Microsoft said late Sunday that its $7.2 billion deal to acquire Nokia’s phone business is expected to close next month, rather than by the end of the first quarter as originally anticipated.
The deal will put Microsoft deeper into the hardware business, bringing in-house what has been the largest maker of Windows Phone-based smartphones. Nokia also has a lower-end feature phone unit that includes its Asha phone line as well as the recently introduced Android-based Nokia X family.
“We are nearing the final stages of our global regulatory approval process,” Microsoft General Counsel Brad Smith said in a blog post. “To date we have received approvals from regulatory authorities in 15 markets on five continents. Currently we are awaiting approval confirmation in the final markets.”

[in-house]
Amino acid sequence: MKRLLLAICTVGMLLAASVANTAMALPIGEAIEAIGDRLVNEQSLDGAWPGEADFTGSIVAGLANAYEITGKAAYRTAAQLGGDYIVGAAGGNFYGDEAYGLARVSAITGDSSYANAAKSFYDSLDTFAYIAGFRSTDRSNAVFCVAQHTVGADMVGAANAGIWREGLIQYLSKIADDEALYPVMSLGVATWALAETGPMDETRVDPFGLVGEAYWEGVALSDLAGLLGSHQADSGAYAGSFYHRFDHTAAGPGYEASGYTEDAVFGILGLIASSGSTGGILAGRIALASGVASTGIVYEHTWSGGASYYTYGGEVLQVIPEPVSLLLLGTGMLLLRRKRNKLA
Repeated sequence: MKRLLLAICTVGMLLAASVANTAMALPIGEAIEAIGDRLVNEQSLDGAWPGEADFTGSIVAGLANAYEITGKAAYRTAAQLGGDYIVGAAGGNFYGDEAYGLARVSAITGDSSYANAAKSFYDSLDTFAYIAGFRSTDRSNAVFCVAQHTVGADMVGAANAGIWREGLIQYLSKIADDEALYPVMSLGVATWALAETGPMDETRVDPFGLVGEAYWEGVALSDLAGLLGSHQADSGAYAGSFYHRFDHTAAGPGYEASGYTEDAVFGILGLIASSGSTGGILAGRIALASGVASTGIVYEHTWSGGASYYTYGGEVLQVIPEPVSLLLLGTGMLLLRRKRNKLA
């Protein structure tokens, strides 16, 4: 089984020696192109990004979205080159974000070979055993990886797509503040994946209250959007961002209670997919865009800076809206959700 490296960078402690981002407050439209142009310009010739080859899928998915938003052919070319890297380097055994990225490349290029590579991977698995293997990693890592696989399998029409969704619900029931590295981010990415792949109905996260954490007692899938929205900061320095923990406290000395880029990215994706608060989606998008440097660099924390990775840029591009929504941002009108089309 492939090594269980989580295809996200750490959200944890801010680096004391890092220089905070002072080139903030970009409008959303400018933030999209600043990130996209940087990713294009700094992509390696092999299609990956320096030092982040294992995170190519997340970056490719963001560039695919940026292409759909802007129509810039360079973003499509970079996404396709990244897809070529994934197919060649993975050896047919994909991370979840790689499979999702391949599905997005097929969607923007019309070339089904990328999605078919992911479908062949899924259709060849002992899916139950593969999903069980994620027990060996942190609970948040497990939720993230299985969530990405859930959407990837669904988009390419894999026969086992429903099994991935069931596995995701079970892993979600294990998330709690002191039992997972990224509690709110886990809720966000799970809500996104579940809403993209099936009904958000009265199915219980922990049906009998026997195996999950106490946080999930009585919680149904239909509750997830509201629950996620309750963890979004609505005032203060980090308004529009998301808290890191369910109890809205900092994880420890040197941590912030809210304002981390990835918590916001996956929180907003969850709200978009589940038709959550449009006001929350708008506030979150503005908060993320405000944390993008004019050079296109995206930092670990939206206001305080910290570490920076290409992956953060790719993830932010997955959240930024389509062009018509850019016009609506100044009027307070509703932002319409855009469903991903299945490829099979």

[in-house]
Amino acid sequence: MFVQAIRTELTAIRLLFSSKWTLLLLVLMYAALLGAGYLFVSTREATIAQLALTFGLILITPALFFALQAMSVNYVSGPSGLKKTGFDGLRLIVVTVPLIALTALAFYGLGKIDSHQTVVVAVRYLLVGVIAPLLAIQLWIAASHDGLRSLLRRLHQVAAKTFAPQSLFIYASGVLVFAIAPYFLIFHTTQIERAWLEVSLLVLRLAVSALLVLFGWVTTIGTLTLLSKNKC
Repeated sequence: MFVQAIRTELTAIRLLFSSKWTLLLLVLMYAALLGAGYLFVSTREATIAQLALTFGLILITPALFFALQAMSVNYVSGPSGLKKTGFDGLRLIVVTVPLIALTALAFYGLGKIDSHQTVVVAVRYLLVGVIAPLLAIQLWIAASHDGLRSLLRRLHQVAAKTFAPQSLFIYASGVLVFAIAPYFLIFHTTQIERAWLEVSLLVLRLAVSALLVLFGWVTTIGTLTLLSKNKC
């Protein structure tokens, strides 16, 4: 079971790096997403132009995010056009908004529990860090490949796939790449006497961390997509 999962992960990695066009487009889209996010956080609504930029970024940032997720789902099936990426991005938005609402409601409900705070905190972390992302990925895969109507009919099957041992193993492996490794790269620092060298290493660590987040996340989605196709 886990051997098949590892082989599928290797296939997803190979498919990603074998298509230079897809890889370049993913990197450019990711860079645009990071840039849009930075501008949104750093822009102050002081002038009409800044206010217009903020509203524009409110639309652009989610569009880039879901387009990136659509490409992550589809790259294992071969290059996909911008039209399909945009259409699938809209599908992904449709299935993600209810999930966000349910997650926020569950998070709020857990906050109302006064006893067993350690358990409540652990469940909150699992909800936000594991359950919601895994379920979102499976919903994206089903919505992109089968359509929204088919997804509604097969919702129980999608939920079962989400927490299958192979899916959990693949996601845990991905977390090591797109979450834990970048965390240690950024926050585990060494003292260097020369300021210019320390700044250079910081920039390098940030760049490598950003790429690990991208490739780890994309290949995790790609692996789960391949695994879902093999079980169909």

Microsoft said last month that it still expected the deal to close in the first quarter of 2014, even despite a tax dispute Nokia has been having in India.
With the sale of the handset unit, Nokia will have three main remaining businesses — a division that sells network infrastructure, its Here location and mapping unit and an intellectual property licensing division.
The sale was announced last September. The European Union and U.S. Department of Justice approved the purchase in December. Nokia said some regulators in Asia have yet to approve the deal.
This article originally appeared on Recode.net.